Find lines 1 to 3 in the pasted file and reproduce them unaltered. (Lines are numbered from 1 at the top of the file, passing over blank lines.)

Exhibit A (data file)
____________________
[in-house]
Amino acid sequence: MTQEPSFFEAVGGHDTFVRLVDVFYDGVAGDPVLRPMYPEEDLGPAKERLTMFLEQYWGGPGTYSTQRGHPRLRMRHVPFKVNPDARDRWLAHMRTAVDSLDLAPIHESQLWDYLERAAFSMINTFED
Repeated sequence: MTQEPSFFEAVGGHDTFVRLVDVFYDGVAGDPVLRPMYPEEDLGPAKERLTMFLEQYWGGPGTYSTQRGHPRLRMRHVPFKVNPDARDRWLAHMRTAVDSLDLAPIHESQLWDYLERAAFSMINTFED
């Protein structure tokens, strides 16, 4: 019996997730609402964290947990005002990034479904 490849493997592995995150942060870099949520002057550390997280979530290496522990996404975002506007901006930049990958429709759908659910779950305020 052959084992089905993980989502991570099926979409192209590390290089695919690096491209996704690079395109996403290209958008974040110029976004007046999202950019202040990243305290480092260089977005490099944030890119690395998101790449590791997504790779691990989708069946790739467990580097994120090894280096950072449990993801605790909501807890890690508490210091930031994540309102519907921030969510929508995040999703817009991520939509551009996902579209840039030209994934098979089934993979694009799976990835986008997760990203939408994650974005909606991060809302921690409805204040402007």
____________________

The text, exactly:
[in-house]
Amino acid sequence: MTQEPSFFEAVGGHDTFVRLVDVFYDGVAGDPVLRPMYPEEDLGPAKERLTMFLEQYWGGPGTYSTQRGHPRLRMRHVPFKVNPDARDRWLAHMRTAVDSLDLAPIHESQLWDYLERAAFSMINTFED
Repeated sequence: MTQEPSFFEAVGGHDTFVRLVDVFYDGVAGDPVLRPMYPEEDLGPAKERLTMFLEQYWGGPGTYSTQRGHPRLRMRHVPFKVNPDARDRWLAHMRTAVDSLDLAPIHESQLWDYLERAAFSMINTFED